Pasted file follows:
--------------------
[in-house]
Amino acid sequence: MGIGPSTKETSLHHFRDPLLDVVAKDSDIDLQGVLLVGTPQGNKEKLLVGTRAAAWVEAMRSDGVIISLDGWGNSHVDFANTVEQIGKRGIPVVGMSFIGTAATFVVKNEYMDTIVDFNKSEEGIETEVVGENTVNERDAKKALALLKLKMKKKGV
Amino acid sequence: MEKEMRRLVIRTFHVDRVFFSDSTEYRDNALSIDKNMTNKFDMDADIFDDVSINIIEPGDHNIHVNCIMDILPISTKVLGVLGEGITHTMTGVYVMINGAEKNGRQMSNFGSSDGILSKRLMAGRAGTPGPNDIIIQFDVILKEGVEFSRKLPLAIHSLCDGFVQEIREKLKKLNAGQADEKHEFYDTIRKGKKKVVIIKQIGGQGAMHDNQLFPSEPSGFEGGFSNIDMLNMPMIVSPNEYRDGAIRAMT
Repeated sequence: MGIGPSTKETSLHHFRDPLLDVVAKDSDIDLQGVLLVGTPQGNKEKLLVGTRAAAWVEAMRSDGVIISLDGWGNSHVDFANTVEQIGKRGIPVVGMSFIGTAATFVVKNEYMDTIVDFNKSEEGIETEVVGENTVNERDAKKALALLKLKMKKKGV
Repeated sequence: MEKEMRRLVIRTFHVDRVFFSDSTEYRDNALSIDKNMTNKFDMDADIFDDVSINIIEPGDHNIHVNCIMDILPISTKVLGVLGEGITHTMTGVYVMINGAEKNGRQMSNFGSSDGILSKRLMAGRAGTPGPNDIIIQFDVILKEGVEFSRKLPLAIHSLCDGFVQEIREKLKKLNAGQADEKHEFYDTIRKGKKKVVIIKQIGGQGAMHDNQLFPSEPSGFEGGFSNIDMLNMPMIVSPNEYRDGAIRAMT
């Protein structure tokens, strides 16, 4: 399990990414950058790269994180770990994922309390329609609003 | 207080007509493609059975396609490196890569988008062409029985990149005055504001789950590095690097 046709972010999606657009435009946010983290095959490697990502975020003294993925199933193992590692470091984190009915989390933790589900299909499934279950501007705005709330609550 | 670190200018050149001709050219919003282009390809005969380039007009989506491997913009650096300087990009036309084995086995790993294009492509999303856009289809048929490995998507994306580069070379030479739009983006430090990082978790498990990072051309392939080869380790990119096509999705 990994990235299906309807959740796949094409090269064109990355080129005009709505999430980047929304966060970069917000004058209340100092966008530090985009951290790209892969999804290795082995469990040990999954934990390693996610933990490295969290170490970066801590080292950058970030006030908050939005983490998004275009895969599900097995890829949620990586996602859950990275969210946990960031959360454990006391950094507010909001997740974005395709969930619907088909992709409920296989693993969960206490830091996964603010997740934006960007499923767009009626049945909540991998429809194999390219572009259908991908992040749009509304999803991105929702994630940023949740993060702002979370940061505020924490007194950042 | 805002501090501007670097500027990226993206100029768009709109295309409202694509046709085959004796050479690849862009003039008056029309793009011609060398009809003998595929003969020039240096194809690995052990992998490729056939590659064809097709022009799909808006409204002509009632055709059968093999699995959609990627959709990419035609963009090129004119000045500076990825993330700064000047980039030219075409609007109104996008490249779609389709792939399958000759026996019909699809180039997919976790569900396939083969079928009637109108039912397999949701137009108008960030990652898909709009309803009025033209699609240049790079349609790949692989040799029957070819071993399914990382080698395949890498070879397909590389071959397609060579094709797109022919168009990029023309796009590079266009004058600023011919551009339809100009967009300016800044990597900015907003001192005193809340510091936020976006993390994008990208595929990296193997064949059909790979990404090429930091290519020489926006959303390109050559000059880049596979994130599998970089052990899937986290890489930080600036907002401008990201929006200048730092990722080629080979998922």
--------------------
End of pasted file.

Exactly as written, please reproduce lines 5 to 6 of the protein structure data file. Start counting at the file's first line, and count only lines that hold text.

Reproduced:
Repeated sequence: MEKEMRRLVIRTFHVDRVFFSDSTEYRDNALSIDKNMTNKFDMDADIFDDVSINIIEPGDHNIHVNCIMDILPISTKVLGVLGEGITHTMTGVYVMINGAEKNGRQMSNFGSSDGILSKRLMAGRAGTPGPNDIIIQFDVILKEGVEFSRKLPLAIHSLCDGFVQEIREKLKKLNAGQADEKHEFYDTIRKGKKKVVIIKQIGGQGAMHDNQLFPSEPSGFEGGFSNIDMLNMPMIVSPNEYRDGAIRAMT
């Protein structure tokens, strides 16, 4: 399990990414950058790269994180770990994922309390329609609003 | 207080007509493609059975396609490196890569988008062409029985990149005055504001789950590095690097 046709972010999606657009435009946010983290095959490697990502975020003294993925199933193992590692470091984190009915989390933790589900299909499934279950501007705005709330609550 | 670190200018050149001709050219919003282009390809005969380039007009989506491997913009650096300087990009036309084995086995790993294009492509999303856009289809048929490995998507994306580069070379030479739009983006430090990082978790498990990072051309392939080869380790990119096509999705 990994990235299906309807959740796949094409090269064109990355080129005009709505999430980047929304966060970069917000004058209340100092966008530090985009951290790209892969999804290795082995469990040990999954934990390693996610933990490295969290170490970066801590080292950058970030006030908050939005983490998004275009895969599900097995890829949620990586996602859950990275969210946990960031959360454990006391950094507010909001997740974005395709969930619907088909992709409920296989693993969960206490830091996964603010997740934006960007499923767009009626049945909540991998429809194999390219572009259908991908992040749009509304999803991105929702994630940023949740993060702002979370940061505020924490007194950042 | 805002501090501007670097500027990226993206100029768009709109295309409202694509046709085959004796050479690849862009003039008056029309793009011609060398009809003998595929003969020039240096194809690995052990992998490729056939590659064809097709022009799909808006409204002509009632055709059968093999699995959609990627959709990419035609963009090129004119000045500076990825993330700064000047980039030219075409609007109104996008490249779609389709792939399958000759026996019909699809180039997919976790569900396939083969079928009637109108039912397999949701137009108008960030990652898909709009309803009025033209699609240049790079349609790949692989040799029957070819071993399914990382080698395949890498070879397909590389071959397609060579094709797109022919168009990029023309796009590079266009004058600023011919551009339809100009967009300016800044990597900015907003001192005193809340510091936020976006993390994008990208595929990296193997064949059909790979990404090429930091290519020489926006959303390109050559000059880049596979994130599998970089052990899937986290890489930080600036907002401008990201929006200048730092990722080629080979998922």